The result? Continue Reading…

Do Retail DVRs Have a Chance?

Mari Silbey —  November 11, 2013

DVR fortune cookie

There’s a lot of bad news on the retail set-top front. According to the NCTA, the number of retail CableCARD devices deployed has dropped to 600,000 from 603,000 since August. No big surprise. Despite a few flickers of life, the retail CableCARD market has been on a path of decline for years. But then there’s also the news that Intel has gone belly up with its OnCue set-top plans, and even Amazon is delayed with its Kindle-branded set-top, that was supposed to go to market before year end.

Do future retail DVRs have a shot?

Well, actually, yes.  Continue Reading…

TiVo Pace acquisition speculation

Ever since set-top manufacturer Pace picked up Aurora Networks for $310 million last week, the cable industry has been abuzz over who the company could target next. While speculation is all over the map, Jeff Baumgartner has homed in on two possible acquisition candidates. SeaChange International is one, thanks largely to its video backoffice solutions and advanced advertising technology. TiVo is the other.

There are several reasons why a TiVo purchase (or merger) could make sense. Continue Reading…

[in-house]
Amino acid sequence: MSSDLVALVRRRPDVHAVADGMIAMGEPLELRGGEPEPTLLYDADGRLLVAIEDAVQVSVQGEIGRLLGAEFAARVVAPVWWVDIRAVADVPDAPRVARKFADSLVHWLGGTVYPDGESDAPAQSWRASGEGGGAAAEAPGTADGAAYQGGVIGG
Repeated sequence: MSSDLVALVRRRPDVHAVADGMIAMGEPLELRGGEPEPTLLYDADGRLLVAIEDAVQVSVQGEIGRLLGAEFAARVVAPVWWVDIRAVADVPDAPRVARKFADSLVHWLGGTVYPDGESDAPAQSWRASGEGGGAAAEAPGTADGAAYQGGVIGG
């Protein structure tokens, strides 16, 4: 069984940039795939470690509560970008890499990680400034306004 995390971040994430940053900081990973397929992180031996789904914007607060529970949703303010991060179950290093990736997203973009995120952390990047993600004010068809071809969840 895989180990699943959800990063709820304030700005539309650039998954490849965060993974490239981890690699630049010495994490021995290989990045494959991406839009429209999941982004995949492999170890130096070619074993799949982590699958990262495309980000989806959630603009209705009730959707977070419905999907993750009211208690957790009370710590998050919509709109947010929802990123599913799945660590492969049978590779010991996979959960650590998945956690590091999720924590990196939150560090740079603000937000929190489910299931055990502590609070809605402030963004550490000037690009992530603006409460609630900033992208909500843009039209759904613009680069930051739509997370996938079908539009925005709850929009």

Aereo antenna array

The courts have kept the lights on at Aereo so far, but it’s not clear that Aereo itself can afford the power bill. According to The Wall Street Journal (subscription required), the online start-up company is facing massive electricity costs thanks to the tiny antennas it has to keep running for every subscriber on its video streaming roster. In the Journal’s analysis, Aereo could end up paying $2 million a year in New York alone if it scales up to the 350,000 subscribers CEO Chet Kanojia says he can support.

Meanwhile, Aereo also announced today that it will launch in the Denver metro area on November 4th. That makes nine markets for the video company, which also debuted in Detroit yesterday, that has said it intends to cover 22 markets by year end.

Kanojia indicates he has some ideas for dealing with the power dilemma. One is to use fuel cells for power generation. Another, and seemingly more likely option, is to combine Aereo’s antennas with its transcoding equipment. Like the cable operators, Aereo is discovering that relying on denser, multi-purpose equipment can (eventually) reduce both cap ex and operating costs.